Since 2000 he has taught creative writing at Wroxton College in Oxfordshire.

Author profile: Maggie Gibson

Maggie Gibson's "Grace de Rossa Mystery" crime series from the 1990s begins with Grace, the Hooker, the Hard Man and the Kid (1995).

De Rossa is a thirtysomething police detective, her life is in a mess, her husband has left her for her best friend, and she is suspected of being on the take from a criminal gang. When a runaway girl is found murdered, Grace insists it's a case of child abuse but her superiors disagree.

By book two, The Longest Fraud (1996), de Rossa has resigned from the police force and become a PI. The third novel in the series is Deadly Serious (1997).

Gibson lives and writes in Dublin. She has also had several novels published under the name Anna O'Malley. She has been a scriptwriter for films and for the RTÉs soap opera Fair City.

Author profile: Paul Carson

Irish author Paul Carson is a doctor in real life and has been described as "the master of the medical thriller".

His best-sellers include Scalpel (1997), Cold Steel (1998), Final Duty (2000), Ambush (2003) and Inquest (2013). The latter features the central character of Dr Mike Wilson, Dublin City Coroner.

Carson grew up in the seaside town of Newcastle, County Down, and studied medicine at Trinity College Dublin.

After graduation he moved to Australia to work in a hospital cum family practice in the Barossa Valley wine growing region.

In 1984 he returned to Ireland to establish his own practice. He lives in south Dublin with his family.


Official author website: Paulcarson.ie

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Author profile: Aifric Campbell

Aifric Campbell is an Irish writer who spent 13 years at Morgan Stanley, where she became Managing Director on the London trading floor.

Her first novel, The Semantics of Murder (2008), was inspired by an unsolved murder of a brilliant mathematician in LA.

The Loss Adjustor (2010) tells the story of a woman who is haunted by the loss of her childhood friends.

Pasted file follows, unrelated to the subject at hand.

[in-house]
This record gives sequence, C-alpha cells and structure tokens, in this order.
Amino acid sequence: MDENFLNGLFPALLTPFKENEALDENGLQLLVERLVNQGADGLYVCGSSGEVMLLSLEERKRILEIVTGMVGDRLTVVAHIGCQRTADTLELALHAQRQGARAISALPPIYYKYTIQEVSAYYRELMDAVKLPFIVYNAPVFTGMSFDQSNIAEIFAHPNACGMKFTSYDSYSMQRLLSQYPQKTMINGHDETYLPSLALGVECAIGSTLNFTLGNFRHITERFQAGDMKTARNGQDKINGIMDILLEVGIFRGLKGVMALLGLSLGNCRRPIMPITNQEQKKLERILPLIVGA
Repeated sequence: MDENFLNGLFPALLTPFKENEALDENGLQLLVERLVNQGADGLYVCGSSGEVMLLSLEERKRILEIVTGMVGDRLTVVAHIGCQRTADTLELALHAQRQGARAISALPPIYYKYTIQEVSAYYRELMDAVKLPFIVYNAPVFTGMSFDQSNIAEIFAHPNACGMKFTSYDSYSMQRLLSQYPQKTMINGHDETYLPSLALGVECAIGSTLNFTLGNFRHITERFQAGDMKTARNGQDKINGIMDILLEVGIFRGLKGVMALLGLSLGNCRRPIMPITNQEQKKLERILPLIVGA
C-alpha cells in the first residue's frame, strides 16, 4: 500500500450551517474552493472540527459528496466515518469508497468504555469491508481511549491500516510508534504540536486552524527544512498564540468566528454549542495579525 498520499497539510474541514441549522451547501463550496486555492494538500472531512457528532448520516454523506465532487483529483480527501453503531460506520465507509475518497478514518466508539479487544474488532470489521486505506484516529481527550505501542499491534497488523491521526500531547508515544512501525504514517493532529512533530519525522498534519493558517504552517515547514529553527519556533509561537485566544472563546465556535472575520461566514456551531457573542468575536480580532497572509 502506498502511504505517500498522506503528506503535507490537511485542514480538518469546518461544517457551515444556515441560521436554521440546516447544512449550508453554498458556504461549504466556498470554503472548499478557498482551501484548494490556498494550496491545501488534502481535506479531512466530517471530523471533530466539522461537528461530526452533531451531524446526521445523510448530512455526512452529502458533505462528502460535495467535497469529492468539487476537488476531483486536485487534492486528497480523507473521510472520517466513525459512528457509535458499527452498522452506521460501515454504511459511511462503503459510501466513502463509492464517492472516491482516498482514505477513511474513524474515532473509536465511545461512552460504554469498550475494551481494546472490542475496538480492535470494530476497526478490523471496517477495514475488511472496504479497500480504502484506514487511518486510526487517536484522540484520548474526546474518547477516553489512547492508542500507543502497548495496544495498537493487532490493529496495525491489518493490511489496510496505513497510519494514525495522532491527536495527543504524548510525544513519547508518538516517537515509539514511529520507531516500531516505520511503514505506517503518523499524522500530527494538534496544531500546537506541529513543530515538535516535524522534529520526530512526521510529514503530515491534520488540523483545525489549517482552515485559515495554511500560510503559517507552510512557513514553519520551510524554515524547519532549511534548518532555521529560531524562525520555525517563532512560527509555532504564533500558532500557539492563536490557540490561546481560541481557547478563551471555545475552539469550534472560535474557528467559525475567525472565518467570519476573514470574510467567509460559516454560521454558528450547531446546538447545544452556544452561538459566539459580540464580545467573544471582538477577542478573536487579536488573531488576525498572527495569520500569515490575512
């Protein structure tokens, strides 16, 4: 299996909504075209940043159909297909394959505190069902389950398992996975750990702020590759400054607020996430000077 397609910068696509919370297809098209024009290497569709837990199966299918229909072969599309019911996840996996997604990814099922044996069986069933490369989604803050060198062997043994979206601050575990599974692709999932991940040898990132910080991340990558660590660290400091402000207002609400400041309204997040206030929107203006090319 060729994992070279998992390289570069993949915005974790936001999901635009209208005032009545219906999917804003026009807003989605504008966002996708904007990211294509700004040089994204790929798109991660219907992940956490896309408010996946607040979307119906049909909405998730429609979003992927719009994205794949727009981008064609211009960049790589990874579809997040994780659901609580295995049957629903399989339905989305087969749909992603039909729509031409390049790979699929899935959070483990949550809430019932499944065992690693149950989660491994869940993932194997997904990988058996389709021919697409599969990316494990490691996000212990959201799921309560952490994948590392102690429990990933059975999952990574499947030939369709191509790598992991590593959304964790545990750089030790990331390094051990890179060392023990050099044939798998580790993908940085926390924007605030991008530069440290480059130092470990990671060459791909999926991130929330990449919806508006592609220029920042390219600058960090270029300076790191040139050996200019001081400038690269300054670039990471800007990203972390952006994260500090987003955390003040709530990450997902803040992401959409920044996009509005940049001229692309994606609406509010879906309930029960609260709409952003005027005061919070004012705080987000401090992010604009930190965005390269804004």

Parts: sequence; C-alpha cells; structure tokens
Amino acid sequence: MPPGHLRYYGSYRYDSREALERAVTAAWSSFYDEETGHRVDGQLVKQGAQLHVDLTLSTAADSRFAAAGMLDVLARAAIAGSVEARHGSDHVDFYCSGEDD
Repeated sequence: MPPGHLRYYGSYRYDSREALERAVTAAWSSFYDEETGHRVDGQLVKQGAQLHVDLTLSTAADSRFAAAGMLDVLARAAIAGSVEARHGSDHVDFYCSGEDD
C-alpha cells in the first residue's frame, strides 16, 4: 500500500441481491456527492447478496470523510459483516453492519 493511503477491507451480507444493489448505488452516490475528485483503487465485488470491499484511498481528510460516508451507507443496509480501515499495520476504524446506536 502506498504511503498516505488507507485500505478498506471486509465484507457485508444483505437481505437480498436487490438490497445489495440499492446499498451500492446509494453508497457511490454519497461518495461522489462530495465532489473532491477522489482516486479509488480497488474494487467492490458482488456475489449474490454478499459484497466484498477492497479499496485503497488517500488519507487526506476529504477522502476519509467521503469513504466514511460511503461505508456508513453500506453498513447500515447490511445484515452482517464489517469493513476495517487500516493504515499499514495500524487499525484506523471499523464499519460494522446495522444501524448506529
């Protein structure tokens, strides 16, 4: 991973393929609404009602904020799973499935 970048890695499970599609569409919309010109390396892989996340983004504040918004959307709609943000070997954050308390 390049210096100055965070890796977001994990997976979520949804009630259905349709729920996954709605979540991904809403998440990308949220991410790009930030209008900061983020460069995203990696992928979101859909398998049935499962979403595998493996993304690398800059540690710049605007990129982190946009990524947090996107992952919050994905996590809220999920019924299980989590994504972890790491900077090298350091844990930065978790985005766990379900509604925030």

On the Floor (2012) was long-listed for the Orange Prize. The  interview below with Tristan Rosenstock for TG4 was filmed in Dublin in January 2013, mainly around the International Financial Services Centre.


Campbell's screenwriter credits include the film C.K. (2012)  inspired by the real-life case of an Amsterdam accountant who embezzled €16 million and disappeared.

According to her biography on her publishers' (Serpent's Tail) website:
As a convent schoolgirl in Dublin, her greyhound won the Irish Derby and a hymn she co-wrote won a national TV song contest. She moved to Sweden where she worked as an au pair, completed a Linguistics degree and lectured in semantics at the University of Göteborg. 
She spent 13 years as an investment banker in the City of London before leaving to study psychotherapy and creative writing, most recently at the University of East Anglia. She now lives in Sussex with her husband and son.
Official author website: Aifriccampbell.com

Author on Twitter: @AifricCampbell

See also: Thesemanticsofmurder.com

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Author profile: Ingrid Black

Ingrid Black is the pseudonym of husband-and-wife writing team Eilis O'Hanlon and Ian McConnel.

Their "Saxon and Fitzgerald" series revolves around Saxon (her first name is never revealed), a dysfunctional, cigar-smoking former FBI agent who ran away from her former life and now lives in Dublin.

Saxon is in a relationship with Grace Fitzgerald, a Detective Chief Superintendent in charge of the Dublin Metropolitan Police’s Murder Squad (although the DMP disbanded in 1925 this is a modern series).